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The Lost Years of Jesus
The Lost Years of Jesus
Actors: William Marshall, Rod Colbin
Genres: Educational, Documentary
NR     2007     1hr 33min

For centuries followers of the Bible have wondered where Jesus was and what he did during the so-called "silent years." Biblical writings leave gaps in the life of Jesus. Evidence points to a long pilgrimage made by Jes...  more »

     
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Movie Details

Actors: William Marshall, Rod Colbin
Genres: Educational, Documentary
Sub-Genres: Educational, History
Studio: VCI ENTERTAINMENT
Format: DVD - Color,Full Screen
DVD Release Date: 08/28/2007
Original Release Date: 01/01/1976
Theatrical Release Date: 01/01/1976
Release Year: 2007
Run Time: 1hr 33min
Screens: Color,Full Screen
Number of Discs: 1
SwapaDVD Credits: 1
Total Copies: 0
Members Wishing: 0
MPAA Rating: NR (Not Rated)
Languages: English

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Movie Reviews

Mondo Christi!
Gary Peterson | Omaha, Nebraska USA | 12/07/2007
(4 out of 5 stars)

"This is a film I remember seeing on the late, late show back in the days before infomercials filled those wee small hours. After watching it again on DVD, I found that this movie is actually an infomercial of sorts for that grabbag of popular Eastern spirituality often termed New Age, but packaged in an informative and engaging film reminiscent of MONDO CANE and those world-spanning documentaries of yesteryear.

THE LOST YEARS, as the on-screen title reads, is a 1977 documentary of the old school jam-packed with information, fascinating location filming and professionals doing the narration. In fact, it was the arresting narration that first engaged me when I saw this film on televison years ago. I knew those voices. Rod Colbin, an underrated character actor with a wonderful voice and delivery, had around this same time appeared in a well-done biopic of the early Reformer John Hus. William Marshall, another underrated actor best remembered as Blacula or as Dr. Daystrom in "The Ultimate Computer" episode of Star Trek, is on hand to lend his vocal talents to the readings from the Legend of St. Issa.

This film sets out to explore the 18 unrecorded years of Christ's life, from age 12 to 30. The film starts on a note of legitimacy, speaking with Professor John C. Trever of the Claremont School of Theology, who mentions that some people place Jesus' missing years in India, and while we see Trever's mouth still moving, Colbin's voiceover announces, "Our search for the missing years of Jesus Christ takes us to India!"

This next and primary section of the film describes and draws from The Unknown Life of Jesus Christ, a manuscript discovered in a Tibetan monastery by the Russian Nicolas Notovich in the 1880s. "In the archives of an ancient Tibetan monastery are said to be records . . . dealing with the life of an extraordinary saint known to the Buddhists as Issa. The life story of Saint Issa closely resembles the life of Jesus Christ, revealing what may well be the lost years of Jesus." On that highly qualified premise the film recounts the Legend of Issa, following the young Jesus' sojournings to India at 14 where he lived with the ascetic Jains, then to study with Brahmin priests the Vedas and Upanishads and then north to the Himalayas where he spent six years "mastering the teachings of Buddha." At 26 Jesus left India, went to Iran and Athens ("land of the philosopher-kings") and then pressed on to Alexandria, Egypt "where he learned the secrets of the great pyramids." Finally, at age 29, Jesus "returned to Palestine to fulfill his destiny," which destiny could almost appear anticlimactic after the wisdom-gathering, globe-trotting travelogue we have jut witnessed.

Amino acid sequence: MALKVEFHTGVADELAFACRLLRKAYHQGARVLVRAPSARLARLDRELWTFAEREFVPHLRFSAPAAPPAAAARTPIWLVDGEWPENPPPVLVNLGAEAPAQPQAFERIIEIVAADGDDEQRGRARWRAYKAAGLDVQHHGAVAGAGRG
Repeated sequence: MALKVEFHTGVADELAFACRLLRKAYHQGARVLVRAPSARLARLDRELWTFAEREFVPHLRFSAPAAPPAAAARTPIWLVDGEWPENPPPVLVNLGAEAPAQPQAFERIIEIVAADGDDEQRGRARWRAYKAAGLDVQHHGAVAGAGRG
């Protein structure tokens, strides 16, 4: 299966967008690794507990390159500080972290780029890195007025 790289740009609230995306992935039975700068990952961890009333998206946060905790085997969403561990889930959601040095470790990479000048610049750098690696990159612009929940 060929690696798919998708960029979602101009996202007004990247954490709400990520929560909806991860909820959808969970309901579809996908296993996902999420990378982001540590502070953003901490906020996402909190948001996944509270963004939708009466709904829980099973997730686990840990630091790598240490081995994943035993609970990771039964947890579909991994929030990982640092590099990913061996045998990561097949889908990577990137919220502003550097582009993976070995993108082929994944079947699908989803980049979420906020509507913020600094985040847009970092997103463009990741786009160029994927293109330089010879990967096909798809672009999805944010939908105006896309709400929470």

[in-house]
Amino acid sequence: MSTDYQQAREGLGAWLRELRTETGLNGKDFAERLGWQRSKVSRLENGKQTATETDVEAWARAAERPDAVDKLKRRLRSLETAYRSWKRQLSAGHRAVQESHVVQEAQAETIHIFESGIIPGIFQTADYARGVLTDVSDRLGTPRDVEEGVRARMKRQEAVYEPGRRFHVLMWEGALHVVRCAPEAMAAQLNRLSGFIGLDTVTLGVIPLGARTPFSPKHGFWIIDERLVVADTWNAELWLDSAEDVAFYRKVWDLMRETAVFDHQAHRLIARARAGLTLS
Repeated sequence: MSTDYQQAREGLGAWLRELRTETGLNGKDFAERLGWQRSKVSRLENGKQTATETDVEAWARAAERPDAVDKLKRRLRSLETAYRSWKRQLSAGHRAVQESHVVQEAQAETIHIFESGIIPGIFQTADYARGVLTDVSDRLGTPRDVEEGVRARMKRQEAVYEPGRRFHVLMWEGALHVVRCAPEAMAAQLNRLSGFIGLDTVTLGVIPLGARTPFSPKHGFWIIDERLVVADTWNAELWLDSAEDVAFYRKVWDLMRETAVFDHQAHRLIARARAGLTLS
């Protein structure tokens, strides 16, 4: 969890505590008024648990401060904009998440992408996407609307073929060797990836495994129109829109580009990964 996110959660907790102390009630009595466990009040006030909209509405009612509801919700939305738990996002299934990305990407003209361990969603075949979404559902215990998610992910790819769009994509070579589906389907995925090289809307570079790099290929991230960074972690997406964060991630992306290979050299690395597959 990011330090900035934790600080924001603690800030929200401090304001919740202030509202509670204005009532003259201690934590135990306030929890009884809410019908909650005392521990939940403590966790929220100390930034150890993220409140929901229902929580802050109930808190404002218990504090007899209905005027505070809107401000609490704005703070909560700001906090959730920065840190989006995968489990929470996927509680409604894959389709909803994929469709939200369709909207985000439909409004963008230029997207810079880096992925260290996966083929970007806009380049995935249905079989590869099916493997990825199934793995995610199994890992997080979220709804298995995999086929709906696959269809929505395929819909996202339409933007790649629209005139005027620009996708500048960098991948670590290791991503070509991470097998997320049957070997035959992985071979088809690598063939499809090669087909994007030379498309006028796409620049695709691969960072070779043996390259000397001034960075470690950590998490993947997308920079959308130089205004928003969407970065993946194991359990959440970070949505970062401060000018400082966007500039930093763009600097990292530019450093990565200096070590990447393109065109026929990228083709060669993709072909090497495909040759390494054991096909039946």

This first half of the film features many fascinating and beautiful scenes along the Ganges, intercut with various yogis and swamis plugging their ashrams and saying how it is well known among them that Jesus was in India. According to one, "Jesus Christ was an adept in the occult science of raja yoga . . . all the miracles he performed during his public life were the result of yogic powers which accrue to a master yogi." And that is really the message of the movie, that all these Eastern religions informed Christ and made him who he was and that instead of his being God enfleshed as the Bible declares, Jesus is a mere avatar.

Why isn't this stuff about Jesus being a great yogi found in the Bible? Why haven't we heard about any of this at church? Anticipating an aspect of the DaVinci Code conspiracy theory, the film pictures Constantine and the Council of Nicaea like politicians in a smoke-filled backroom, where "deletions and additions to the church doctrine were agreed upon" and later on those documents contradicting "Constantine's Nicene Creed" were burned in an "excess of zeal." Among them, presumably, the real history and nature of Jesus' miraculous power.

At this point there comes an end to the exploration of Jesus' lost years and recounting of the St. Issa Legend and the film strikes out into new territory. There is a lengthy section detailing the history and claims surrounding the Shroud of Turin, which then transitions into an especially interesting segment on the Lance of Longinus, the spear that pierced Christ's side while he hung upon the cross. (Hitler and Himmler's fascination with this object is an interesting footnote to World War II history.)

A lot of names and topics are tossed into this film, such as Edgar Cayce, Kirlian photography of auras and halos; St. Thomas' bringing Christianity to India in AD 52 and a look inside the church in Madras which claims to contain his body; the ablutions of the Hindu faithful along the Ganges, rituals in a Tibetan monastery and scores of paintings and illustrations that are all beautiful to behold. It's a packed 88 minutes. The film only bogged down for me in its last segment, an extended puff piece on Satya Sai Baba, a "man of miracles" whom some say is a "reincarnation of Krishna." Nothing in the movie will lead you to that conclusion; the only "miracle" filmed is his supposedly manifesting and sprinkling ashes on people.